Covid has taught us that things can be done quickly. It has also taught us that having a predominantly face to face classroom-based approach does not work now. It has also taught us that although things can be done quickly and classroom-based training can be taken into online webinars etc, this can be done very badly and create poor user experiences.
Many internal teams and suppliers are reinventing what they do. Conferences are going online. Face to face training providers are rushing to make online versions. Coaching session are happening remotely. Covid has been a wake-up call and the longer it lasts the harder it will be back to old models. However, there is also an opportunity to evolve and bring in innovation.
Rather than buy an online version of a previous offline version, it is a time to be open to different approaches or options.
Most companies have used existing technologies to weather the Covid storm, a few have purchased technology to plug the gaps in the ability to learn, communicate and work remotely. Platforms which were potentially underutilised have become normal, think Zoom and Microsoft Teams. Overuse of these platforms is also creating fatigue and there are lessons to be learnt around which tech we need and which we don’t.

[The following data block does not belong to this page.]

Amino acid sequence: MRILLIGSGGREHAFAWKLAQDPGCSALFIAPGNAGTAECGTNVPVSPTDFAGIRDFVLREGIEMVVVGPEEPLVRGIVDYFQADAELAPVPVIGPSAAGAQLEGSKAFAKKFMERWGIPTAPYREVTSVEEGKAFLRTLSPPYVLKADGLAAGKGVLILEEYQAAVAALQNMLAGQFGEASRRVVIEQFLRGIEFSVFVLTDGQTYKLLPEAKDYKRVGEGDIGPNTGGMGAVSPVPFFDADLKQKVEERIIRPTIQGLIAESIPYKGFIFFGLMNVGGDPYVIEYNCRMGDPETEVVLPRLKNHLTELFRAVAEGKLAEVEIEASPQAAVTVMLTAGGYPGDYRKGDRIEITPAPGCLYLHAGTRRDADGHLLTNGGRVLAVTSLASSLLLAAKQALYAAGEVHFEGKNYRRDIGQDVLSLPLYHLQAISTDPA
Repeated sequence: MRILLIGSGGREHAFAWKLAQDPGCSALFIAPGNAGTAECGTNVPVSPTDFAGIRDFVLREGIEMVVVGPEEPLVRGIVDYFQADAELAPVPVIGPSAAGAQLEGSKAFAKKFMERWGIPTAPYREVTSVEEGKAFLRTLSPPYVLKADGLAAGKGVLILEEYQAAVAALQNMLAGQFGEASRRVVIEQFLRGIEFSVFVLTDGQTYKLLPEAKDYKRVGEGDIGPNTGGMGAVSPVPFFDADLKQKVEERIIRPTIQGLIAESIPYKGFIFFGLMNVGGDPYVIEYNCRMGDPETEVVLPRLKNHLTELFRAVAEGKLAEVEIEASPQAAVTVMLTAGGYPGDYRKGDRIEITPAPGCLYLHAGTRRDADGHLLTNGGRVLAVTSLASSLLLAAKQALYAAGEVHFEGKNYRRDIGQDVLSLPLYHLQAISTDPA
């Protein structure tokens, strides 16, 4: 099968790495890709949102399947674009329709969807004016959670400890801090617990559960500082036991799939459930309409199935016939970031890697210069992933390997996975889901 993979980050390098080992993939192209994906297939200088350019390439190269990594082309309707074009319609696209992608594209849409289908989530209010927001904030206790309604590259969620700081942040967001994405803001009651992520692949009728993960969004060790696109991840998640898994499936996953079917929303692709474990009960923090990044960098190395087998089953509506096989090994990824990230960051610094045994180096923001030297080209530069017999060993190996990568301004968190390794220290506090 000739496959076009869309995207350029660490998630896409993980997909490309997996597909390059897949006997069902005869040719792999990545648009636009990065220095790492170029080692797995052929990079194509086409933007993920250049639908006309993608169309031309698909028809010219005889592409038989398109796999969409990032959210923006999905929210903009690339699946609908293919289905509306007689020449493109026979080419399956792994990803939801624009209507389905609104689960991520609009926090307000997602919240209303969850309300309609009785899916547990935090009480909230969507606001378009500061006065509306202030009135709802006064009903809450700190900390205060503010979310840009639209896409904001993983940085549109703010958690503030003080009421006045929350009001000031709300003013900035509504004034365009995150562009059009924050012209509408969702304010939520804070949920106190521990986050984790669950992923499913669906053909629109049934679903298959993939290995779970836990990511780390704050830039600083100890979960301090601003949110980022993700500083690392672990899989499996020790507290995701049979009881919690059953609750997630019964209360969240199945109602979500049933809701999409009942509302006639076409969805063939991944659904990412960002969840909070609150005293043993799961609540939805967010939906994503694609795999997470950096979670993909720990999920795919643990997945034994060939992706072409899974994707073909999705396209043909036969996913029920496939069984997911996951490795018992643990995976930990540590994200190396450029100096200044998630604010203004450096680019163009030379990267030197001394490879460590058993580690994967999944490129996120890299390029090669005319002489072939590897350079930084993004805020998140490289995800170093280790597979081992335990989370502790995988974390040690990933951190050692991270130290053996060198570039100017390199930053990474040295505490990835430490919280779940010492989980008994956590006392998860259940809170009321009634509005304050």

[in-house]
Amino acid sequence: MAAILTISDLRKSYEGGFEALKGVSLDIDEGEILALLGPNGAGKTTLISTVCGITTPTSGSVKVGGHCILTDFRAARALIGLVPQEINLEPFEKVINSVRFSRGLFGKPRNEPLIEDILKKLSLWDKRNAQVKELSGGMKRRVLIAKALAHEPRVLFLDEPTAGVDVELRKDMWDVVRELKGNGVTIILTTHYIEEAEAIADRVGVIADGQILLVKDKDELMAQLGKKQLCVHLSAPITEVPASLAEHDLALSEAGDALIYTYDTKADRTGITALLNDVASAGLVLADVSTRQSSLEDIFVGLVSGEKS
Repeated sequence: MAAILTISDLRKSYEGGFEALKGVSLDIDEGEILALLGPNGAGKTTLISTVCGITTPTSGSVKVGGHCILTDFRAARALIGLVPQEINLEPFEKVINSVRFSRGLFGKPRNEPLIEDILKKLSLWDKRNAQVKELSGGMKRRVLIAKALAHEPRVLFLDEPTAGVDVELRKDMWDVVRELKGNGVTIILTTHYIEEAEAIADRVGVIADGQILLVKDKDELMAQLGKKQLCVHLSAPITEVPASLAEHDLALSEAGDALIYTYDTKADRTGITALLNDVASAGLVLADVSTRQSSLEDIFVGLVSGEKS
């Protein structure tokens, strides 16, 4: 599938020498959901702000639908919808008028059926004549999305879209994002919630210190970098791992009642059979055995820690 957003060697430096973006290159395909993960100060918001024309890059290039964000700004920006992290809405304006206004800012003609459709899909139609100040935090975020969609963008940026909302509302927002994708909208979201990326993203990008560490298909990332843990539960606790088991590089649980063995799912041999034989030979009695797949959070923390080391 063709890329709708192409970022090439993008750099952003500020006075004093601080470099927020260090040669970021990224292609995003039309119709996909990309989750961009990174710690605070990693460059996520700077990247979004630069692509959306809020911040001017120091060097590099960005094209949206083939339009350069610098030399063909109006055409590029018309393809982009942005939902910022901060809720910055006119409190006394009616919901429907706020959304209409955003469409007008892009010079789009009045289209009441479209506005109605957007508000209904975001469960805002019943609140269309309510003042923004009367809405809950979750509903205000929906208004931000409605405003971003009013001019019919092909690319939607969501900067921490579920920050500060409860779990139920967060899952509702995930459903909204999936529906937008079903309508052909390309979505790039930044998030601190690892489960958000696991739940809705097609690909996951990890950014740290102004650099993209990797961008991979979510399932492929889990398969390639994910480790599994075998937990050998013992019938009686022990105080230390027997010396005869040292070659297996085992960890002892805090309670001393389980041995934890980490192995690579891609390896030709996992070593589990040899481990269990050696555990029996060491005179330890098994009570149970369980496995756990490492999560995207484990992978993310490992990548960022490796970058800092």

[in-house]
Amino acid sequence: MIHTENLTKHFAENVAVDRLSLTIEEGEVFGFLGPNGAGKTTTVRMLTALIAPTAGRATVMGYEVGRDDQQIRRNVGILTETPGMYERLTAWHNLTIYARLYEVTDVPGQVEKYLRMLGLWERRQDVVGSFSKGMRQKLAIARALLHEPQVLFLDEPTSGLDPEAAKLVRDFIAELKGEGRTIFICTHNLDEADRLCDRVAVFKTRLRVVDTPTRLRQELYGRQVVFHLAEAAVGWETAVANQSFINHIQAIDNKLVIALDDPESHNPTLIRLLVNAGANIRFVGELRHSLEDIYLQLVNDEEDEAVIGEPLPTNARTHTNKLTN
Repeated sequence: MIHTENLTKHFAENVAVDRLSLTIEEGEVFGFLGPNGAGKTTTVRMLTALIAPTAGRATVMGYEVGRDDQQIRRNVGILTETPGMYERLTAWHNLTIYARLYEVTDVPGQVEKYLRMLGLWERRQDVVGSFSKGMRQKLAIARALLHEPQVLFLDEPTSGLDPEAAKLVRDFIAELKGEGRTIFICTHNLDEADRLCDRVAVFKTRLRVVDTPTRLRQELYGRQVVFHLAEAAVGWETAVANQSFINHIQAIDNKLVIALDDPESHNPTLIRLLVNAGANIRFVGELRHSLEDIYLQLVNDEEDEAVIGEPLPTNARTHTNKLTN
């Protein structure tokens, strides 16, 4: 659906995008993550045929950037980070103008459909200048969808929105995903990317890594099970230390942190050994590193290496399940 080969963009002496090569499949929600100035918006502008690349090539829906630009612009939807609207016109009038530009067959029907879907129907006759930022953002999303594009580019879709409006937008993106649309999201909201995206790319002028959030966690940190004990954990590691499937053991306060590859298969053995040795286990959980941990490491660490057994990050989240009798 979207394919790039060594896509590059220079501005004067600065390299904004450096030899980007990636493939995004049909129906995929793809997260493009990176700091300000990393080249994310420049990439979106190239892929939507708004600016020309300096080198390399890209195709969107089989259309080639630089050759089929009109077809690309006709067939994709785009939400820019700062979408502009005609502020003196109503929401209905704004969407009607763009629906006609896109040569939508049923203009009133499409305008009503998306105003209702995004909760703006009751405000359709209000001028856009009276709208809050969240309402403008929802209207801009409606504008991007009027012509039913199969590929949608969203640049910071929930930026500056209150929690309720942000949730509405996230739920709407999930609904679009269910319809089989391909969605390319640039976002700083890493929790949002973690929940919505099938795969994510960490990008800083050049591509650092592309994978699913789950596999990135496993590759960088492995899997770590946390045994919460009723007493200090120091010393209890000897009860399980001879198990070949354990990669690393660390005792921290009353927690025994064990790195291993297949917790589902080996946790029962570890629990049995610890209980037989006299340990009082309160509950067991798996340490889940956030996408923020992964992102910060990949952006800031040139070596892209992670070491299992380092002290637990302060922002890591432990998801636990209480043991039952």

Now is a good time to review what technology you need to shape your future learning culture.
Necessity is the mother of all invention and for most we will learn something when we need to. These have long been advocated by those who advocated learning approaches with strong components of just in time learning and performance support. Over the past few weeks many learning teams will have had to navigate new skills e.g. running a webinar or Zoom meeting, converting a classroom session into face to face.